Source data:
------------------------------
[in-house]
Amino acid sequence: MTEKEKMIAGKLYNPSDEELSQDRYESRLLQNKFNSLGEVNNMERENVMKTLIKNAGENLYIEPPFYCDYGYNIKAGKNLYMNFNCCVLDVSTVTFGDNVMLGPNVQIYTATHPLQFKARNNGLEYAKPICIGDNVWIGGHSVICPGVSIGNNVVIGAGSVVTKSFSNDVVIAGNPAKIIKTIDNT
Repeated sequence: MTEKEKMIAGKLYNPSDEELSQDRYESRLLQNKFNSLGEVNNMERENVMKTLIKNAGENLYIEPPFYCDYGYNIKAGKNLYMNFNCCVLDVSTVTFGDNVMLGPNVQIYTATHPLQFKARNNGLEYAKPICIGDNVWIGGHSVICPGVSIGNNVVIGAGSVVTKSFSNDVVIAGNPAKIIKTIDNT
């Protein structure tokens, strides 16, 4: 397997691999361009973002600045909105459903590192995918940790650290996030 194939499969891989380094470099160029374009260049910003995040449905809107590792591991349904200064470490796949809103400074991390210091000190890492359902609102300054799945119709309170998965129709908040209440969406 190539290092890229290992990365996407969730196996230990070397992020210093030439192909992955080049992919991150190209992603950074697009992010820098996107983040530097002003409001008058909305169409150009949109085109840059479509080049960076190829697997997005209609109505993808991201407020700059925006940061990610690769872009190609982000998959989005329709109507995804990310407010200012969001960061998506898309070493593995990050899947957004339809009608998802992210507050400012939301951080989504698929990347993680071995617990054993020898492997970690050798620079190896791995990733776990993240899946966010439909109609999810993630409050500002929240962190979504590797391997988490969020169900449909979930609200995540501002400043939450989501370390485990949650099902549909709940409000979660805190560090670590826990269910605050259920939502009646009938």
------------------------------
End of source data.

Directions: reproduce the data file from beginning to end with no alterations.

[in-house]
Amino acid sequence: MTEKEKMIAGKLYNPSDEELSQDRYESRLLQNKFNSLGEVNNMERENVMKTLIKNAGENLYIEPPFYCDYGYNIKAGKNLYMNFNCCVLDVSTVTFGDNVMLGPNVQIYTATHPLQFKARNNGLEYAKPICIGDNVWIGGHSVICPGVSIGNNVVIGAGSVVTKSFSNDVVIAGNPAKIIKTIDNT
Repeated sequence: MTEKEKMIAGKLYNPSDEELSQDRYESRLLQNKFNSLGEVNNMERENVMKTLIKNAGENLYIEPPFYCDYGYNIKAGKNLYMNFNCCVLDVSTVTFGDNVMLGPNVQIYTATHPLQFKARNNGLEYAKPICIGDNVWIGGHSVICPGVSIGNNVVIGAGSVVTKSFSNDVVIAGNPAKIIKTIDNT
């Protein structure tokens, strides 16, 4: 397997691999361009973002600045909105459903590192995918940790650290996030 194939499969891989380094470099160029374009260049910003995040449905809107590792591991349904200064470490796949809103400074991390210091000190890492359902609102300054799945119709309170998965129709908040209440969406 190539290092890229290992990365996407969730196996230990070397992020210093030439192909992955080049992919991150190209992603950074697009992010820098996107983040530097002003409001008058909305169409150009949109085109840059479509080049960076190829697997997005209609109505993808991201407020700059925006940061990610690769872009190609982000998959989005329709109507995804990310407010200012969001960061998506898309070493593995990050899947957004339809009608998802992210507050400012939301951080989504698929990347993680071995617990054993020898492997970690050798620079190896791995990733776990993240899946966010439909109609999810993630409050500002929240962190979504590797391997988490969020169900449909979930609200995540501002400043939450989501370390485990949650099902549909709940409000979660805190560090670590826990269910605050259920939502009646009938």